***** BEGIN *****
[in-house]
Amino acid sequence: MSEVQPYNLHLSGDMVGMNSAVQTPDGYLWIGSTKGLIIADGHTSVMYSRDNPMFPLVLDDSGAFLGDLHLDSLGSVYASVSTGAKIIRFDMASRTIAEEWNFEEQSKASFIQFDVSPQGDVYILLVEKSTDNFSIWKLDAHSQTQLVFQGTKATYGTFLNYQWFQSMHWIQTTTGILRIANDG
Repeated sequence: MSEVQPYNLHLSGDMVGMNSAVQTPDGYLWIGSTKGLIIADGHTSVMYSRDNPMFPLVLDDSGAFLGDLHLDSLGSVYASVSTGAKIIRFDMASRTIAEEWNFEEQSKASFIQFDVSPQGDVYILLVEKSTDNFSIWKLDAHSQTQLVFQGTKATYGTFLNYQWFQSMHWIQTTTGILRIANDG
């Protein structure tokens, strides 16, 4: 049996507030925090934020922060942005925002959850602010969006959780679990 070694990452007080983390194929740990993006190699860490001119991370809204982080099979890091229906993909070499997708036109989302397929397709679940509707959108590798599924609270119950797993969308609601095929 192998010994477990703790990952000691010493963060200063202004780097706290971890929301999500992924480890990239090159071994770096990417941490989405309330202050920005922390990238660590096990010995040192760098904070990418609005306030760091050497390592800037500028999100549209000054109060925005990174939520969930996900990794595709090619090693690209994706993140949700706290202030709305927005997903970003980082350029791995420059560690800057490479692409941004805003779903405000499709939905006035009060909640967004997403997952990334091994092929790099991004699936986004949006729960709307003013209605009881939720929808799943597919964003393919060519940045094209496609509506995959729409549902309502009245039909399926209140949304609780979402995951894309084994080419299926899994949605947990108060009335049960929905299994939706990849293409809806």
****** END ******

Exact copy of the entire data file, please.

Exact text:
[in-house]
Amino acid sequence: MSEVQPYNLHLSGDMVGMNSAVQTPDGYLWIGSTKGLIIADGHTSVMYSRDNPMFPLVLDDSGAFLGDLHLDSLGSVYASVSTGAKIIRFDMASRTIAEEWNFEEQSKASFIQFDVSPQGDVYILLVEKSTDNFSIWKLDAHSQTQLVFQGTKATYGTFLNYQWFQSMHWIQTTTGILRIANDG
Repeated sequence: MSEVQPYNLHLSGDMVGMNSAVQTPDGYLWIGSTKGLIIADGHTSVMYSRDNPMFPLVLDDSGAFLGDLHLDSLGSVYASVSTGAKIIRFDMASRTIAEEWNFEEQSKASFIQFDVSPQGDVYILLVEKSTDNFSIWKLDAHSQTQLVFQGTKATYGTFLNYQWFQSMHWIQTTTGILRIANDG
């Protein structure tokens, strides 16, 4: 049996507030925090934020922060942005925002959850602010969006959780679990 070694990452007080983390194929740990993006190699860490001119991370809204982080099979890091229906993909070499997708036109989302397929397709679940509707959108590798599924609270119950797993969308609601095929 192998010994477990703790990952000691010493963060200063202004780097706290971890929301999500992924480890990239090159071994770096990417941490989405309330202050920005922390990238660590096990010995040192760098904070990418609005306030760091050497390592800037500028999100549209000054109060925005990174939520969930996900990794595709090619090693690209994706993140949700706290202030709305927005997903970003980082350029791995420059560690800057490479692409941004805003779903405000499709939905006035009060909640967004997403997952990334091994092929790099991004699936986004949006729960709307003013209605009881939720929808799943597919964003393919060519940045094209496609509506995959729409549902309502009245039909399926209140949304609780979402995951894309084994080419299926899994949605947990108060009335049960929905299994939706990849293409809806």